The Florida Department of Health in Pasco County is reminding residents to be mindful of wild and stray animals that can carry rabies.
Raccoons, bats, foxes and skunks commonly carry the rabies virus. An animal with rabies could infect other wild animals or domestic animals that have not been vaccinated against rabies.
“Rabies is present in Pasco’s wild animal population and contact should be avoided,” said county health officer Mike Napier, in a release. “The best way to prevent rabies in your pets is to make sure rabies vaccinations are up to date.”
The health department says it works closely with animal control and others to investigate locally reported animal bites. So far this year, they have investigated more than 300 animal bites, with 27 of those coming from wild animals, primarily raccoons. From those bites, 46 people have received rabies treatments, with 11 of those coming from a bite or scratch from a raccoon.
All domestic animals should be vaccinated against rabies, and all wildlife contact should be avoided, the health department said. That is especially true for raccoons, bats, foxes, skunks, otters, bobcats and coyotes.
Some prevention steps offered by the health department include:
• Keep rabies vaccinations up to date for all pets.
• If a pet is bitten by a wild animal or a feral cat, seek veterinary assistance for the animal immediately.
• Do not handle, feed, or unintentionally attract wild, feral or stray animals by leaving pet food outside, or garbage cans open.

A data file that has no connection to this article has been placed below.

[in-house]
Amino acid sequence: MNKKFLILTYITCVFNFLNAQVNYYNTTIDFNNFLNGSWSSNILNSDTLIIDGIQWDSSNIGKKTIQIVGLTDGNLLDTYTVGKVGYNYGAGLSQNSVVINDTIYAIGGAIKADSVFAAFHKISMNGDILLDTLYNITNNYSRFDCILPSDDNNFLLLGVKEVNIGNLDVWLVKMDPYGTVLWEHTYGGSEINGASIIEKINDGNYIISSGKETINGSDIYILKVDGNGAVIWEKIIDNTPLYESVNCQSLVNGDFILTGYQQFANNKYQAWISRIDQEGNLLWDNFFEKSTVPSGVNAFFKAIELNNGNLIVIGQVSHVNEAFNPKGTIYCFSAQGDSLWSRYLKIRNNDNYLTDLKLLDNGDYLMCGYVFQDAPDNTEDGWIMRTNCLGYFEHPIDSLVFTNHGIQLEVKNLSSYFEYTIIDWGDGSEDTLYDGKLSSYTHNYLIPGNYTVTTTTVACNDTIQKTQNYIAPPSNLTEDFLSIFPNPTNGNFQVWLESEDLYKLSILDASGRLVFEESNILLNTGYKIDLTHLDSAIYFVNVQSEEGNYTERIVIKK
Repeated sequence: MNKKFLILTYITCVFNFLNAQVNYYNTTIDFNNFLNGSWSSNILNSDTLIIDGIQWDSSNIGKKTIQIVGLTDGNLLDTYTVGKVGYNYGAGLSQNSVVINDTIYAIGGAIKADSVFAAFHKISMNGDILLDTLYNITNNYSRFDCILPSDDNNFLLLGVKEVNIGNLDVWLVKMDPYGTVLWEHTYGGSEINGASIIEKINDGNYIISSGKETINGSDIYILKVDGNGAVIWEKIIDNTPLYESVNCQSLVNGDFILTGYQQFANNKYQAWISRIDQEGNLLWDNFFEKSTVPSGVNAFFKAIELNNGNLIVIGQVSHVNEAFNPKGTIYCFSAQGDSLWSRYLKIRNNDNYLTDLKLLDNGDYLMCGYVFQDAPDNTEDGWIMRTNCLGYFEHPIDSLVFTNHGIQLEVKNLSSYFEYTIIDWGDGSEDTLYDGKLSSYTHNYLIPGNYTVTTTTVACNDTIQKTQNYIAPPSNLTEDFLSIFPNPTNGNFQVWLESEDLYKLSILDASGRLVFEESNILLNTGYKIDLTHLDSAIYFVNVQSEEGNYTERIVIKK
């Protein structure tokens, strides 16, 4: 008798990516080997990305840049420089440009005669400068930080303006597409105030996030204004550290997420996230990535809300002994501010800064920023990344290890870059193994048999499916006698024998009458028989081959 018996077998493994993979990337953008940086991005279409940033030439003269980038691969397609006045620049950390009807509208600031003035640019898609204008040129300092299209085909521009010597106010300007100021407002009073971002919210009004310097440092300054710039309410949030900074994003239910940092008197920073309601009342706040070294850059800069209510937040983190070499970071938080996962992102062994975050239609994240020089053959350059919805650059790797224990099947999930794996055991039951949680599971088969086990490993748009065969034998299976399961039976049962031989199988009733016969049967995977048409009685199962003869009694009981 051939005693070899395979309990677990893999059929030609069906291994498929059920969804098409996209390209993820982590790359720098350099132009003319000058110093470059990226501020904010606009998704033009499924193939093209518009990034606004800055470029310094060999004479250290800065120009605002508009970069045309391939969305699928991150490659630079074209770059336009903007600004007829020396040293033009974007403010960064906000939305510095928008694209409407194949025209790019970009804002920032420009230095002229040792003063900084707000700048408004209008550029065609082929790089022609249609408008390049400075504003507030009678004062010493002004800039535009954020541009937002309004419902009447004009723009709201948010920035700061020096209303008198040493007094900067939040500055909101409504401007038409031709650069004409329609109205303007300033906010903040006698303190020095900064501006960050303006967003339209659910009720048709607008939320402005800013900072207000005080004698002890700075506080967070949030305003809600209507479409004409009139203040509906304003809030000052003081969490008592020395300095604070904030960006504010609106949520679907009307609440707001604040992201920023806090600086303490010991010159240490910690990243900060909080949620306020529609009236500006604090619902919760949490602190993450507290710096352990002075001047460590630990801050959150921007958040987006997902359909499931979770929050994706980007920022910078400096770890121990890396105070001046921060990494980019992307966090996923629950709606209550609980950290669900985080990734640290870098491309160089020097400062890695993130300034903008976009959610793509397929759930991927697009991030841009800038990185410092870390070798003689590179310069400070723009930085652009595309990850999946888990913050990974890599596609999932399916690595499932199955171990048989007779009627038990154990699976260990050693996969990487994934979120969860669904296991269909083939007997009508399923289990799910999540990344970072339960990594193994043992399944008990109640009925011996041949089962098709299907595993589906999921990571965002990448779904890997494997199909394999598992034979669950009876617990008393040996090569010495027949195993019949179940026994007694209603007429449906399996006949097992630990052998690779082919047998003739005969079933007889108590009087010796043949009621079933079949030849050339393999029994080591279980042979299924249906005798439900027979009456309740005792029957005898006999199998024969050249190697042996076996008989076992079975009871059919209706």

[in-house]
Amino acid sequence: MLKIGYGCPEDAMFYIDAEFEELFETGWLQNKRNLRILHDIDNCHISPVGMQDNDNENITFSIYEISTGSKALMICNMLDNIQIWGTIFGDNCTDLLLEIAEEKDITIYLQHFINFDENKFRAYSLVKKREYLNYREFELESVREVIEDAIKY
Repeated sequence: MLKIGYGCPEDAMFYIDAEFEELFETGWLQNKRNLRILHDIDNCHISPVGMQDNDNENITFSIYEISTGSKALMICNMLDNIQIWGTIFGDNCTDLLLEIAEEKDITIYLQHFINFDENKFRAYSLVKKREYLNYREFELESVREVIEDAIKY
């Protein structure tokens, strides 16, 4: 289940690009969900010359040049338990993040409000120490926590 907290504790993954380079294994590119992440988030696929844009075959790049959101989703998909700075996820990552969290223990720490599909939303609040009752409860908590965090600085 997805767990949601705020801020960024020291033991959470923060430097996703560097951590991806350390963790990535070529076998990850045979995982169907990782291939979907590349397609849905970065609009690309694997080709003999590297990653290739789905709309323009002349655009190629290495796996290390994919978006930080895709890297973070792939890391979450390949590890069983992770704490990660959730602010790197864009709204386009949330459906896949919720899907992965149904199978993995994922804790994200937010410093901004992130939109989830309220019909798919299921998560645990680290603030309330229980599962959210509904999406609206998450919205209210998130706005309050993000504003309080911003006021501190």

• Never adopt wild animals or bring them into the home.
• Teach children never to handle unfamiliar animals — wild or domestic — even if they appear friendly.
• Prevent bats from entering living quarters or occupied spaces in homes, churches, schools and other similar areas, where they might come into contact with people and pets.
• Anyone who is bitten by any animal should seek care promptly. Wash the wound thoroughly with soap and water, and visit a family doctor or hospital for immediate medical attention.
Rabies is a disease of the nervous system, and is fatal to warm-blooded animals and humans. The only treatment for human exposure to rabies is rabies-specific immune globulin and rabies immunization. Appropriate treatment started soon after the exposure will protect an exposed person from the disease.
To report animal bites or scratches, and for information on stray dogs and cats, call Pasco County Animal Services at (727) 834-3216, (813) 929-1212, or (352) 521-5194.
For more information, call the Florida Department of Health (352) 521-1450, ext. 344.
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